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January 19, 2013

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markonsea

Unfortunately, a French J is pronounced "gi" as in "Gigi", so "Ja" does not work.

In the version I was told, the conversation was reversed:

- G a.

- Venez sous p à 100 sous ci.

Virtual Linguist

Thanks for your comment, Mark. I copied and pasted the above pun from another site, but I've just been back to my diary to look at the copy I made from the exhibition at Sanssouci Palace recently. I wrote down 6 over 100 and not Si, and I also wrote a space between the J and the a, which is what was exhibited in the palace. Otherwise it was displayed in the order I have in the post. Of course, that may be just how they have chosen to display it.

As for the pronunciation of French J, in Voltaire's time the pronunciation was 'je', according to the 1762 edition of the French Academy's dictionary. The entry for J reads:
J substantif masculin La dixième lettre de l'Alphabet, qu'on appelle abusivement J consonne, & que dans l'appellation moderne on nomme Je; de sorte que l'on dit aujourd'hui un J, en le prononçant comme la dernière syllabe du mot Ange.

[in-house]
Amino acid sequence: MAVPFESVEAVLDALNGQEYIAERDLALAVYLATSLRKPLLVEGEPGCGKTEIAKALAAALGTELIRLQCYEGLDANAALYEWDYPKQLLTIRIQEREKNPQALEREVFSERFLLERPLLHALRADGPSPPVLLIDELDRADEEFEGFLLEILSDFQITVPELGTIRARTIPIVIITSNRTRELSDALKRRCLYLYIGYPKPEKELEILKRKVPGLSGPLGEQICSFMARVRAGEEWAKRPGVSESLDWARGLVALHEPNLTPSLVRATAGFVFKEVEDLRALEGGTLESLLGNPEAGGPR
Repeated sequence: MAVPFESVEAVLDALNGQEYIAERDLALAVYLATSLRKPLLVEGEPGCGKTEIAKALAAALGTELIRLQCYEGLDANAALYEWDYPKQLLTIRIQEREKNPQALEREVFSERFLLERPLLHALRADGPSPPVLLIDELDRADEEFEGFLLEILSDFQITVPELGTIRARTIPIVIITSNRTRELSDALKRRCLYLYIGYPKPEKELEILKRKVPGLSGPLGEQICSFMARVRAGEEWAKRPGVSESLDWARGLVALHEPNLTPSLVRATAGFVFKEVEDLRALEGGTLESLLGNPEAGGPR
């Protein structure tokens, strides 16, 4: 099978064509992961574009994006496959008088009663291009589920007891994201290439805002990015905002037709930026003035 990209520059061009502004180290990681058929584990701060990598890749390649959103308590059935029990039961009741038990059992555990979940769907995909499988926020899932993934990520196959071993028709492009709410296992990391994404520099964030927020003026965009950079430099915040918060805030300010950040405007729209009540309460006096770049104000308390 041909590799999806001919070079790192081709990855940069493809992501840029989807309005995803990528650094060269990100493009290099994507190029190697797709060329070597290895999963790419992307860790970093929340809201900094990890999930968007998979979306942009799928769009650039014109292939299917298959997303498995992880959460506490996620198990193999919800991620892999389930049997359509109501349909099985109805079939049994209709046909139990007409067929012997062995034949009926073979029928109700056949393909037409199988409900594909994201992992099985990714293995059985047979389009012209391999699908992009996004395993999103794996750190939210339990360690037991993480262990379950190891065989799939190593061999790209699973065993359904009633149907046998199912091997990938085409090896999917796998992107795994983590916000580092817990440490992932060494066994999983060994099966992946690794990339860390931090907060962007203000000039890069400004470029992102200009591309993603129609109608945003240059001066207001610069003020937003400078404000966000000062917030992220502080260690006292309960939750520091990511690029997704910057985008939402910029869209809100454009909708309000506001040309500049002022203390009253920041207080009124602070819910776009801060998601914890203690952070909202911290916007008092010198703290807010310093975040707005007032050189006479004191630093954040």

Here's the link:
http://portail.atilf.fr/cgi-bin/getobject_?p.7:5./var/artfla/dicos/ACAD_1762/IMAGE/

Of course, that's not quite the 'j'ai' sound required for the message.


This 1762 edition of the Dictionary (the 4th) was the first edition where the letters i and j were separated out as two separate letters. Previously, i and j words had appeared together in the same section (as they did in Johnson's famous English dictionary of 1755, too).

Marc Leavitt

Susan:
As an inveterate punster, I've always
enjoyed making them. I find them good descriptive shorthand, and to paraphrase Robert Browning, "Man's reach should exceedd hjis grasp, else what's a metaphor?"

Virtual Linguist

Thanks, Marc. I was interested to read that line of Browning's.

Florian Blaschke

The interpretation of "P/1" as "à souper" strikes me as patently nonsensical, when the obvious interpretation of the formula as given is "Un souper à Sanssouci?". There is, however, a variant circulating which has "P/A", where this reading would be natural. Moreover, a more elegant variation has "6/100". The variant "Ja!" (with or without a blank, perhaps originally only a small blank), with its Bilingual Bonus (which is entirely à propos given that Frederick was in Prussia), or rather Stealth Pun, is far superior to "G a". All in all, the version that strikes me as most convincing is "P/A à 6/100?" – "Ja!"

Florian Blaschke

A correction – what Browning really wrote was: "Ah, but a man's reach should exceed his grasp / Or what's a heaven for?" It was Marshall McLuhan who metamorphosed this into "A man's reach must exceed his grasp or what's a metaphor?" I wonder if McLuhan intended this to read alternatively as "what's a matter for", or if his pun was not this deep.

Virtual Linguist

Thank you for your informed comments, Florian.

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